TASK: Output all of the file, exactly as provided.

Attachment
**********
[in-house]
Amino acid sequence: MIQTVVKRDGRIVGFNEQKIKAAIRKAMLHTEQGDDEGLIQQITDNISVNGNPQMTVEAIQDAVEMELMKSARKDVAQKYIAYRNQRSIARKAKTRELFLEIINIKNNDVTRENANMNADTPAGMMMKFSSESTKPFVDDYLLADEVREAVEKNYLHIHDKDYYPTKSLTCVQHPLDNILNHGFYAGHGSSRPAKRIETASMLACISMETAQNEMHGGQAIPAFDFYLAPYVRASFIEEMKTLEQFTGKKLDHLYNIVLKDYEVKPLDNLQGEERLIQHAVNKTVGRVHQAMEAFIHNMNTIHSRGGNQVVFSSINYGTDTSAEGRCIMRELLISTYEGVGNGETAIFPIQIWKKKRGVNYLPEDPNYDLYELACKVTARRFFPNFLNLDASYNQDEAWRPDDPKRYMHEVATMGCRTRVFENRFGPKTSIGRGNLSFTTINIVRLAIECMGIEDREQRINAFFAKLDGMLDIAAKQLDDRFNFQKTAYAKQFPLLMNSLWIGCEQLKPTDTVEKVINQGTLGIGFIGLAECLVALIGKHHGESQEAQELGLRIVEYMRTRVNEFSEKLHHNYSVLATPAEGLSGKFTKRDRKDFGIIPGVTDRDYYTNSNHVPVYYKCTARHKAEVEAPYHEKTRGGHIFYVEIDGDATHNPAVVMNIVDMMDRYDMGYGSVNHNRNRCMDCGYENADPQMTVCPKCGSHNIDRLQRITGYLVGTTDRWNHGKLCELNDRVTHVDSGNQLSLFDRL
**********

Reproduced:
[in-house]
Amino acid sequence: MIQTVVKRDGRIVGFNEQKIKAAIRKAMLHTEQGDDEGLIQQITDNISVNGNPQMTVEAIQDAVEMELMKSARKDVAQKYIAYRNQRSIARKAKTRELFLEIINIKNNDVTRENANMNADTPAGMMMKFSSESTKPFVDDYLLADEVREAVEKNYLHIHDKDYYPTKSLTCVQHPLDNILNHGFYAGHGSSRPAKRIETASMLACISMETAQNEMHGGQAIPAFDFYLAPYVRASFIEEMKTLEQFTGKKLDHLYNIVLKDYEVKPLDNLQGEERLIQHAVNKTVGRVHQAMEAFIHNMNTIHSRGGNQVVFSSINYGTDTSAEGRCIMRELLISTYEGVGNGETAIFPIQIWKKKRGVNYLPEDPNYDLYELACKVTARRFFPNFLNLDASYNQDEAWRPDDPKRYMHEVATMGCRTRVFENRFGPKTSIGRGNLSFTTINIVRLAIECMGIEDREQRINAFFAKLDGMLDIAAKQLDDRFNFQKTAYAKQFPLLMNSLWIGCEQLKPTDTVEKVINQGTLGIGFIGLAECLVALIGKHHGESQEAQELGLRIVEYMRTRVNEFSEKLHHNYSVLATPAEGLSGKFTKRDRKDFGIIPGVTDRDYYTNSNHVPVYYKCTARHKAEVEAPYHEKTRGGHIFYVEIDGDATHNPAVVMNIVDMMDRYDMGYGSVNHNRNRCMDCGYENADPQMTVCPKCGSHNIDRLQRITGYLVGTTDRWNHGKLCELNDRVTHVDSGNQLSLFDRL